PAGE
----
It is My Place to Believe in the Church


I grew up in the church.
I spent Sunday upon Sunday sitting in the first third of the pews, staring up at the stained glass tree of life, while dutifully taking notes, just in case anyone took notice and needed confirmation that I was, indeed, a pastor’s kid.

I looked out at those velvety pews while singing in the choir, distracted by how the stained glass behind me reflected on the backs of my peers in front of me.

I played handbells in my blue corduroy dress and crisp white gloves.
I was a student leader in the junior high and high school group.
I was even a high school intern for a year between college and grad school.

I don’t know what I would have done without church during my junior high years of incessant bullying. I sat in the back of the library at a small table, hidden by rows upon rows of books because I did not have one friend to share the lunch hour with. When I arrived at youth group, I not only had friends, I felt a part of something bigger than myself. I felt there was a life—a world—outside of my middle school, and that truth stayed with me into adulthood.

It is also where, as a female, I learned that it is not my place to say things.
Oh no, no it isn’t.

It was not my place to tell you that our youth pastor had an affair with a student in the youth group. It was not my place to tell you that another pastor had an affair with a single mom—my friend’s mom.
It was not my place to tell you anything like this. In doing so, I risked retaliation, shame and shunning.

To this day—
I worry about being the recipient of shame and shunning, while standing at the threshold, sharing truth in order to dim the darkness.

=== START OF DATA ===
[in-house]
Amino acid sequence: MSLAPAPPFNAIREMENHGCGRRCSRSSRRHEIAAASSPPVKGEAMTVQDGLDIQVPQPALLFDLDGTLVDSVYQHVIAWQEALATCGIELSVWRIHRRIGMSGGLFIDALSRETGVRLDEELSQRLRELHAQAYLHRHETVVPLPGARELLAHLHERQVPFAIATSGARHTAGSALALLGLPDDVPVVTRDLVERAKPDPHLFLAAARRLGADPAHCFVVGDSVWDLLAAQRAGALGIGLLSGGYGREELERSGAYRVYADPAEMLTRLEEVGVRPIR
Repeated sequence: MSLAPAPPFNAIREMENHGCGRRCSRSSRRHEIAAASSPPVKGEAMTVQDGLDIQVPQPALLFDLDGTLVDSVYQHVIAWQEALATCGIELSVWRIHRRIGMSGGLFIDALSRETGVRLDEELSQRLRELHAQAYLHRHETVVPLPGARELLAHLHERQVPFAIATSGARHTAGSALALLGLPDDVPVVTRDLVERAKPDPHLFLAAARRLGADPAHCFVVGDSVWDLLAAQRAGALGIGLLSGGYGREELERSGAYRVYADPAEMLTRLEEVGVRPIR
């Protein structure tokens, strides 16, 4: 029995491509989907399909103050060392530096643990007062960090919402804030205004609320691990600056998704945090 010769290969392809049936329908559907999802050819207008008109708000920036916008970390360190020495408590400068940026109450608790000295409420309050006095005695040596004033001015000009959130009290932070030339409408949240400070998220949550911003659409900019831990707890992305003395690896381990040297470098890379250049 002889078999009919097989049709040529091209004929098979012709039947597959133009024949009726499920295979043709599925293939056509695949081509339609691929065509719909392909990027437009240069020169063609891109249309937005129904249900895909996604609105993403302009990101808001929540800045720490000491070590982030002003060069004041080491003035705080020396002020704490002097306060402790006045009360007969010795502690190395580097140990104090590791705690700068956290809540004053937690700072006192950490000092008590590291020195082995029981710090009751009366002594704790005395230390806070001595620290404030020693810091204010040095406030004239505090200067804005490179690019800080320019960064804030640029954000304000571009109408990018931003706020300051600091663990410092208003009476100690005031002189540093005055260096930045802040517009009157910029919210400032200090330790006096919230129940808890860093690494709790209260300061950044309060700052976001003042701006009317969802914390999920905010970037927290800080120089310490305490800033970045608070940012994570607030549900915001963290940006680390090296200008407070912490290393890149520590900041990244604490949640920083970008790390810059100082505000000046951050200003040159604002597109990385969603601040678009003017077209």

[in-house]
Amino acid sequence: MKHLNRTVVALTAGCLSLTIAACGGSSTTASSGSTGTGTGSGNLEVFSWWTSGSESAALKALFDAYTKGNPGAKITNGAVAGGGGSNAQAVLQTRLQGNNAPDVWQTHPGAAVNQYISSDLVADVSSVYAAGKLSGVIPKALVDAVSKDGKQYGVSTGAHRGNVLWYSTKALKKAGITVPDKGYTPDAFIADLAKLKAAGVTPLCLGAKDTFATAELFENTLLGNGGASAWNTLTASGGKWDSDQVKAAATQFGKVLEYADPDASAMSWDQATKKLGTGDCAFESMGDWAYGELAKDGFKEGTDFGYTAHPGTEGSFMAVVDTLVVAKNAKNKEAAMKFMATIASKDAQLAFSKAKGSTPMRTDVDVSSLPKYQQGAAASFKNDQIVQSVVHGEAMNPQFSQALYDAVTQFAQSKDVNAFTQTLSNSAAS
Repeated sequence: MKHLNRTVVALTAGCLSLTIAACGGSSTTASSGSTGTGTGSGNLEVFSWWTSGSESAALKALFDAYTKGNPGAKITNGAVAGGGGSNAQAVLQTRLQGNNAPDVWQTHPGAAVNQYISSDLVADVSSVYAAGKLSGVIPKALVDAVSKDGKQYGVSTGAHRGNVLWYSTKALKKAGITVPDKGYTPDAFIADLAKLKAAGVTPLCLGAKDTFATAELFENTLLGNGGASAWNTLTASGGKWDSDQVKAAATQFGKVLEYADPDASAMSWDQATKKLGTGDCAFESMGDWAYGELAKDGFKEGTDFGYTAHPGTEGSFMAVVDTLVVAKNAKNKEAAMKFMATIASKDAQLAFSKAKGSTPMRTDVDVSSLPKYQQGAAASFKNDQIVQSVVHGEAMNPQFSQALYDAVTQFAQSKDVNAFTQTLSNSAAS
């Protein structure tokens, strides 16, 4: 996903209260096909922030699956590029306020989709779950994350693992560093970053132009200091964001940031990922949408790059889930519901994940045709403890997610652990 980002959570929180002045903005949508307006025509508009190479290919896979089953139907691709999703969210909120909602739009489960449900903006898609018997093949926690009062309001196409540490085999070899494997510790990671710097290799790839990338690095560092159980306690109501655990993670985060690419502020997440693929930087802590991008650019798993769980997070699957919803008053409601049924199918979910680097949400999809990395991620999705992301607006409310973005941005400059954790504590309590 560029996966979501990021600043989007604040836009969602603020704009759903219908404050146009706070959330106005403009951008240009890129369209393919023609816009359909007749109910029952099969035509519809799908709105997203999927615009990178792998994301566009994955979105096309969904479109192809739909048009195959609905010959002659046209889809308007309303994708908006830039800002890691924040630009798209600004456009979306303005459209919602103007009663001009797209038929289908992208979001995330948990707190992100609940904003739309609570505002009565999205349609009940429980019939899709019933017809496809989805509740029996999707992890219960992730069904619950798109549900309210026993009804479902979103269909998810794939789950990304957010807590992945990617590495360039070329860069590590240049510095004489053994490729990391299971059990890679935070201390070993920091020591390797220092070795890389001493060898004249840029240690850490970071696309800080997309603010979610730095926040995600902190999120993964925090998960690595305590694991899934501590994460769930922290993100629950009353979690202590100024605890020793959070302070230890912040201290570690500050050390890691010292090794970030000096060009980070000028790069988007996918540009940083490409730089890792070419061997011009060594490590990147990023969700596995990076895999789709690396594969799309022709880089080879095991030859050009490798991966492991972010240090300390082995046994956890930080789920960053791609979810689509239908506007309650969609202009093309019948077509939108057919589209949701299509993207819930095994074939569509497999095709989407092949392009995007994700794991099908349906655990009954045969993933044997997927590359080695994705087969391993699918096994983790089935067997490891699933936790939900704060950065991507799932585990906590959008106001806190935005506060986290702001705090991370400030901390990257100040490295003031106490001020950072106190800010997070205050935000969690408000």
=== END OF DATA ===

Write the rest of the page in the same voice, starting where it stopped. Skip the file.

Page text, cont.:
As women, we are often told it is not our place to shine a light of truth, even if that very darkness has caused us direct harm.
As women, we are told it is not our place to hold a position of leadership within the church, as elder or pastor.
As a church, we are told it is not our place to ask communal forgiveness for sins such as the racism that has led to segregation, gentrification, or pews filled with folks who only reflect one small segment of the Kingdom of God.

As women, we have been told our place is in the kitchen.
Our place is teaching kids Sunday School.
We are encouraged that our place is to continue to nurture our collective gifts of servanthood, meekness, patience, self-control.

We are told
what is our place
what is not.

I love the Body of Christ.
I love Jesus.
I do not love how the Church has defined my role as a woman.
And I actually believe the Church as a whole suffers when we limit one another’s potential to bring about the Kingdom of God on earth by upholding one gender or race as authority, while simultaneously silencing others.

I am grateful for the glimpses of heaven I have read in books or heard in speakers that courageously proclaim this truth. I have been pleasantly surprised when I show up at church to find me and my daughters’ gender represented in the pulpit. I am ecstatic when both our gender AND my daughter’s brown skin are reflected back at us.

When will it be our place, oh Lord?
When will the collective Church begin to value the voices of those on the margins?
When will the collective Church come to understand that those very voices have the authority of the Beatitudes to not only amplify their words, but also offer wisdom and insights that are invaluable to all of us.

Now I believe:
It my place to start having tough conversations with leaders in my community and spheres of influence.
It is my place to continue growing in the knowledge of my own value, while simultaneously investing in the value of others.
It is my place to believe the Church can break its chains of patriarchy or racism or both.
It is my place to believe the Church can become all God intended her to be and I
believe with all my heart, we can become the best version of ourselves by doing so.